Freeman

October 1964

Volume 14, 1964

FEATURES

Production Versus Consumption

OCTOBER 01, 1964 by GEORGE REISMAN

The difference between the "productionist" and "consumptionist" schools of economic thought is clearly drawn.

Industrialitis

OCTOBER 01, 1964 by HENRY HAZLITT

Henry Hazlitt refers to the popular cure for backward nations as an illness he would call "industrialitis".

The Sad Little Story of Wink

OCTOBER 01, 1964 by ROBERT S. STROTHER

The story of Wink, Texas, perhaps tells as forcefully as any other the futility of trying to rehabilitate an area the natives want to abandon.

Liberty and Law

OCTOBER 01, 1964 by KENNETH W. SOLLITT

A minister explains the manner in which laws can help or hinder the cause of liberty.

The Flight From Reality: The Mind of the Reformer

OCTOBER 01, 1964 by CLARENCE B. CARSON

Clarence Carson opens a new series on "The Flight From Reality," dealing in this introductory chapter with the viewpoint of the reformer.

In Self Defense

OCTOBER 01, 1964 by PAUL L. POIROT

When men rely on violence in their relationships, the result is government power with a tendency to grow.

The American Way in Economics

OCTOBER 01, 1964 by EDMUND OPITZ

The free market economy will spring naturally from the proper spiritual and constitutional framework.

Business and Government

OCTOBER 01, 1964 by W. ALLEN WALLIS

In Socratic style, the President of the University of Rochester examines the relationship between business and government.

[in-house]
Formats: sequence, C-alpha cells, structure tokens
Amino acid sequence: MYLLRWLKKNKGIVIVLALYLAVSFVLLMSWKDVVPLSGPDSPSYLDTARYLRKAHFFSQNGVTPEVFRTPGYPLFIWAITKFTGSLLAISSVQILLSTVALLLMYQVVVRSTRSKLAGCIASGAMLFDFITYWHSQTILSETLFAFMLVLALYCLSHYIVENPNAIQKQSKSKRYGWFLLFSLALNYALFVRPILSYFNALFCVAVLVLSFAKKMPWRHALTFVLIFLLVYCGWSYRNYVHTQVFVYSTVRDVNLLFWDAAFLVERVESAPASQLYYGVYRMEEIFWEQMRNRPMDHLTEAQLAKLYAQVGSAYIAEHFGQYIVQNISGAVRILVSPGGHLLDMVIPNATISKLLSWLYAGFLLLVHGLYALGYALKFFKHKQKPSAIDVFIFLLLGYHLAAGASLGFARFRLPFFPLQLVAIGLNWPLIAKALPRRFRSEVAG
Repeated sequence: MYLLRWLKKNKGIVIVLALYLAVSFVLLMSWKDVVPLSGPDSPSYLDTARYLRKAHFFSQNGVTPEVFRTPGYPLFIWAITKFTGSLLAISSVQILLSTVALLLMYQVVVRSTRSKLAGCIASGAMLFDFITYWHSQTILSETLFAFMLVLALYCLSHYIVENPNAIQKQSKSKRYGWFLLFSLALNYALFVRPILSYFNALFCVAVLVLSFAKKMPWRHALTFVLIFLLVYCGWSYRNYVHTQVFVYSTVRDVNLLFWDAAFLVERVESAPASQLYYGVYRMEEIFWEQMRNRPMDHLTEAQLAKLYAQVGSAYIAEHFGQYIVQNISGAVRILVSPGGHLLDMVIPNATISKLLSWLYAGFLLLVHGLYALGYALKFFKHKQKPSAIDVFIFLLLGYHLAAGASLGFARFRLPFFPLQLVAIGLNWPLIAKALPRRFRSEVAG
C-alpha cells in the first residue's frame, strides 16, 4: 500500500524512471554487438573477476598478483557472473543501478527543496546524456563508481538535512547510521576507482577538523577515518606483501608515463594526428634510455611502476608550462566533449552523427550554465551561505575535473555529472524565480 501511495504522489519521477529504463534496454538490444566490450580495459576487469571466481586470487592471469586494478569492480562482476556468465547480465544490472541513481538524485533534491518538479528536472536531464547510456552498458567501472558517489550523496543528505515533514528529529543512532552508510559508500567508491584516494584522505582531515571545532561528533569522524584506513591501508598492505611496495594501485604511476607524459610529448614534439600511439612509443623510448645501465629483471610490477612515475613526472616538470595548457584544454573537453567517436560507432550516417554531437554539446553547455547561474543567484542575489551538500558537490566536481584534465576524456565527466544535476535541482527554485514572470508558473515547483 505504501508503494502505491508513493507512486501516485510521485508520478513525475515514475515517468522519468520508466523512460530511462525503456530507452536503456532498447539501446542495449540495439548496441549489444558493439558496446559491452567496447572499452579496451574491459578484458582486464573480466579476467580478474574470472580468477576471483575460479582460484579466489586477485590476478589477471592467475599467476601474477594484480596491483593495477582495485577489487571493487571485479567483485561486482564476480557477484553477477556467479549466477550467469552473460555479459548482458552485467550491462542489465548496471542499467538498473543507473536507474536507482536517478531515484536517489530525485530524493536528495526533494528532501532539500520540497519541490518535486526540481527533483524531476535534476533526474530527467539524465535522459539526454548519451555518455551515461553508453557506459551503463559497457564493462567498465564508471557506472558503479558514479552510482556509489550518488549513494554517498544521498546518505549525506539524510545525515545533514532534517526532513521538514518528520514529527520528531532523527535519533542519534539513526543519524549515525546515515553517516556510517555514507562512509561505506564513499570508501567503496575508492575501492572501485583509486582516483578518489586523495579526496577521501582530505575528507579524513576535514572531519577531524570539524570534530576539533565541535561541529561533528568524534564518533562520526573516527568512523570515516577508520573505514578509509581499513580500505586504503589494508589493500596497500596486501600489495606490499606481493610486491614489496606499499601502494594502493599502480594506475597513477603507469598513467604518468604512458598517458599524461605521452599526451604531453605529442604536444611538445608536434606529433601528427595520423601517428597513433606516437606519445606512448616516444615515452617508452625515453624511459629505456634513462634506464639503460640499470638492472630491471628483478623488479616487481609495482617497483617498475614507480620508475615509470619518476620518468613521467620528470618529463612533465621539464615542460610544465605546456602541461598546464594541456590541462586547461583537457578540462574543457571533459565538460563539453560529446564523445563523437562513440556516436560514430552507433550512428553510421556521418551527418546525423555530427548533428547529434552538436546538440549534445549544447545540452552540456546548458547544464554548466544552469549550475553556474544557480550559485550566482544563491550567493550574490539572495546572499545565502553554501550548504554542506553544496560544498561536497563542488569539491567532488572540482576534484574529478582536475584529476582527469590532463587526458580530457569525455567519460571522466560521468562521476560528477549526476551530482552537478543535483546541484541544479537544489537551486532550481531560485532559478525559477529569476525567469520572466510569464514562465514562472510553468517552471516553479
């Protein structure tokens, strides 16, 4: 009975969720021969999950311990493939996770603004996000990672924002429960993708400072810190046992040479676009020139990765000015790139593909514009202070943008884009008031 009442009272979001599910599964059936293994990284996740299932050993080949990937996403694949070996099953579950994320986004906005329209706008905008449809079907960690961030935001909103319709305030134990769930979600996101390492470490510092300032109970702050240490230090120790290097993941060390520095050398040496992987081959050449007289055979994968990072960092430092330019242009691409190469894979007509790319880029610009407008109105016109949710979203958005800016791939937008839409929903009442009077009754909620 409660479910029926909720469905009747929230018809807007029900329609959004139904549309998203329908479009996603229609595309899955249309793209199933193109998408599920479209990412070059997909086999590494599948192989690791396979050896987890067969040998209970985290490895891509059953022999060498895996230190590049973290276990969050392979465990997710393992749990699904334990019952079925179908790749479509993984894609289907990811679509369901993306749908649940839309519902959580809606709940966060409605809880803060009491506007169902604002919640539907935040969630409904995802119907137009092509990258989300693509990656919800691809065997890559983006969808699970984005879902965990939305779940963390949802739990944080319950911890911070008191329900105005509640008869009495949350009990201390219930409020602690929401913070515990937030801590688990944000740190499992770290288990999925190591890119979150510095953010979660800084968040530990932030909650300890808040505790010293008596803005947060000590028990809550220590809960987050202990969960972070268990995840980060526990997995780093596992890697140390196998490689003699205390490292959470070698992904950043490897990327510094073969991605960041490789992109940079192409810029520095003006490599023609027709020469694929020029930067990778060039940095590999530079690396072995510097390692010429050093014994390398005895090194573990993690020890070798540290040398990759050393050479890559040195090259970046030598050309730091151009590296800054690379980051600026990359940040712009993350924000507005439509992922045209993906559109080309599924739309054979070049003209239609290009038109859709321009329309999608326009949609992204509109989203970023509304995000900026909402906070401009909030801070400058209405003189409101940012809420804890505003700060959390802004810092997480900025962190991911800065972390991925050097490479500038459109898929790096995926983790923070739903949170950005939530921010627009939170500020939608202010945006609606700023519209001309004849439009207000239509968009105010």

Lincoln on Power

OCTOBER 01, 1964 by DEAN RUSSELL

Dean Russell finds in one of Lincoln's earlier speeches a timely warning against the man with a lust for political power.

A Reviewer's Notebook - 1964/10

OCTOBER 01, 1964 by JOHN CHAMBERLAIN

From recent books by Senators Proxmire and Humphrey, John Chamberlain gleans evidence of what Holmes Alexander meant by "The Equivocal Men."


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December 2014

Unfortunately, educating people about phenomena that are counterintuitive, not-so-easy to remember, and suggest our individual lack of human control (for starters) can seem like an uphill battle in the war of ideas. So we sally forth into a kind of wilderness, an economic fairyland. We are myth busters in a world where people crave myths more than reality. Why do they so readily embrace untruth? Primarily because the immediate costs of doing so are so low and the psychic benefits are so high.
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